***image1***The Model United Nations club at Ramstein American High School recently hosted a conference with participants from Ivanovo and Yaroslavl, Russia; Minsk, Belarus; Lakenheath, England, and the KMC.
MUN is a high school organization in which students take on the role of an ambassador for a particular country and debate the world’s most pressing issues.
“In doing so, students develop their speaking and problem solving skills,” said Bryan,12, RAHS senior.
Just fifteen years ago, it would have been impossible for RAMS MUN to have brought students from Russia and Belarus together with American students anywhere, much less doing so on the largest American airbase in Europe.
MUN provides students with the opportunity to step outside of their own political beliefs and try to understand those of another country, said Bryan.
Ramstein’s hosting of this conference is particularly meaningful historically because of Ramstein’s relationship with the city of Ivanovo.
Though most people on Ramstein have never heard of this small industrial city in the heart of Russia, it was Kathy Schmoll, the wife of a RAHS teacher, who was the first American ever in Ivanovo.
Because of the efforts of Schmoll and a few others, Ivanovo hosts a MUN conference every year, thus it became RAHS’s goal to host a conference that would bring Russian students together with American students to foster fraternity and friendship.
The goal became a reality when 35 Russian and Byelorussian students arrived on Ramstein April 11.
The foreign students lived with an American family for the duration of their one week stay.
The opening ceremonies included speakers and representatives from the base and from the high school. The keynote speaker was retired Heidelberg teacher Dr. Richard Knapp.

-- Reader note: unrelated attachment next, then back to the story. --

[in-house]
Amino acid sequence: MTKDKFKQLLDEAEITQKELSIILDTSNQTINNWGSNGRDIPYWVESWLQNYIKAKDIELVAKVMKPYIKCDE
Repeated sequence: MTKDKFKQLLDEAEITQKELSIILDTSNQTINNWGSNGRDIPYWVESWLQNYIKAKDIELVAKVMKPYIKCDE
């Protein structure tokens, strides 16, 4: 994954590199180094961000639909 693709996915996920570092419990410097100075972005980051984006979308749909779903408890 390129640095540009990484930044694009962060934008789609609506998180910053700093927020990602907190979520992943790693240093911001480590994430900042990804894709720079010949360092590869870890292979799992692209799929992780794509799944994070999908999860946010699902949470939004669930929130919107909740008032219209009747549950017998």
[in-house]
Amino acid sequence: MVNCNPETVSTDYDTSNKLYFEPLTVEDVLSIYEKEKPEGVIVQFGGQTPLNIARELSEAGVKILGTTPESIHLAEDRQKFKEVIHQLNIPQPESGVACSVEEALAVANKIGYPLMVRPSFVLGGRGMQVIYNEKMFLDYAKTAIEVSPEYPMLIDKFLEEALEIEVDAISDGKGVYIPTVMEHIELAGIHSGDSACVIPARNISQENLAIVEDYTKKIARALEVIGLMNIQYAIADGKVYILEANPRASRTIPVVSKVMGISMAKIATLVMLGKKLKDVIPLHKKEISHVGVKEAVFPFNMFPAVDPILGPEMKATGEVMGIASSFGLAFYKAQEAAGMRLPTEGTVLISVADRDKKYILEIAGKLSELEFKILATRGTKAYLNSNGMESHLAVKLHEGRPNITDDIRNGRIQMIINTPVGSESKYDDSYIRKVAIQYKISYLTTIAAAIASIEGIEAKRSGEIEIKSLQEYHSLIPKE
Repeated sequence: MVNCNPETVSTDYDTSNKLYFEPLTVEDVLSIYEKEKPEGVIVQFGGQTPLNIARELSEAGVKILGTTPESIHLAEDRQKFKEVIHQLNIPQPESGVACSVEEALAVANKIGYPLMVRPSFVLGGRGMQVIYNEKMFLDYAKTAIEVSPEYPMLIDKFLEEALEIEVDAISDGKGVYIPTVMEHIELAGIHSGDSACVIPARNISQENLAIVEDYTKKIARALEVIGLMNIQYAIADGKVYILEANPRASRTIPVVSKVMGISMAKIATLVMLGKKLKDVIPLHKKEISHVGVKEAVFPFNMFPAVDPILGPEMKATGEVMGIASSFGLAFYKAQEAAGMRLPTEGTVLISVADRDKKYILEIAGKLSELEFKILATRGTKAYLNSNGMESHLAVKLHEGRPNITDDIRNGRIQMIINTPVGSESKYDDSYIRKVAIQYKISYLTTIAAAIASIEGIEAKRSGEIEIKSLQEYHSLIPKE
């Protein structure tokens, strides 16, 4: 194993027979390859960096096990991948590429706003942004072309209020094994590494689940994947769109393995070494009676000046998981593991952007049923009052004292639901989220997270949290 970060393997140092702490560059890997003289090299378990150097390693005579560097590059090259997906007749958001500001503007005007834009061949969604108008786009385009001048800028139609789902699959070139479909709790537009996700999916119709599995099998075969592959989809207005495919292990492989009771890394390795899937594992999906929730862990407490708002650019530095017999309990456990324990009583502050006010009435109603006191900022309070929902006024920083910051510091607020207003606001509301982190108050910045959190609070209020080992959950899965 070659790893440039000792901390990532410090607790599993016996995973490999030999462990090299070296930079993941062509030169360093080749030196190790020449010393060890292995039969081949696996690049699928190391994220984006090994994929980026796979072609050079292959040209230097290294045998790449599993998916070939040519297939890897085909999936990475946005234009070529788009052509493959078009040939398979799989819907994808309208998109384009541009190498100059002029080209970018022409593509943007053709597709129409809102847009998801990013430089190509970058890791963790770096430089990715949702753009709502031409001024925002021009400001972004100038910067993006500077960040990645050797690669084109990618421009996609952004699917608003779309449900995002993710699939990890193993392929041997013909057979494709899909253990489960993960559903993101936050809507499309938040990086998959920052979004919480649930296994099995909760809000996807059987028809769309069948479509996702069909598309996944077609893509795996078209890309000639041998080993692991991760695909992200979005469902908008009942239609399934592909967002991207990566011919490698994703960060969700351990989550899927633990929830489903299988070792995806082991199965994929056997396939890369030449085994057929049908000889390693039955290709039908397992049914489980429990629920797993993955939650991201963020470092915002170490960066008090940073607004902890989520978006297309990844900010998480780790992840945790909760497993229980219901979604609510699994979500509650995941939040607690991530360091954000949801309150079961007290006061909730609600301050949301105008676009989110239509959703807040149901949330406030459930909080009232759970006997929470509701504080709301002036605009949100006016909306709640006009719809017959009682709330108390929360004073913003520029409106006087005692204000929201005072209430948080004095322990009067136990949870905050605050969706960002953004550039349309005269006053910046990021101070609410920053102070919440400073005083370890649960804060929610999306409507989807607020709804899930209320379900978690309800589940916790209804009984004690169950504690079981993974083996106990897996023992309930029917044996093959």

The delegates split into two groups: the General Assembly and the Security Council. Following the structure of the UN, the assembly consists of all member nations and debates a wide variety of topics, whereas the council consists only of 15 member states, five permanent and 10 rotary members with two year terms, and debates only issues dealing with security.
On the agenda of debate this year in the council were two extremely important topics: the issue of international terrorism and the question of peace in the Middle East.
Two intense days of debating and writing produced two resolutions.
The assembly, in the meantime, debated a total of five resolutions during the conference. The topics ranged from the dangers of food derived from biotechnology, to dealing with the growing problem of HIV/AIDS, to the question of permanent sovereignty for the Palestinian people.
After the resolutions had all been debated, Ramstein did something new for a MUN conference. The delegates were broken into smaller groups and given problems more relevant to students and teenagers, including the issue of school violence and the fact that Russian schools do not allow any fund-raising on the part of the students.
Although there are a few thousand kilometers separating the students, many will count the days until they have the opportunity to come back to Ramstein next year.
(Courtesy of Ramstein American High School)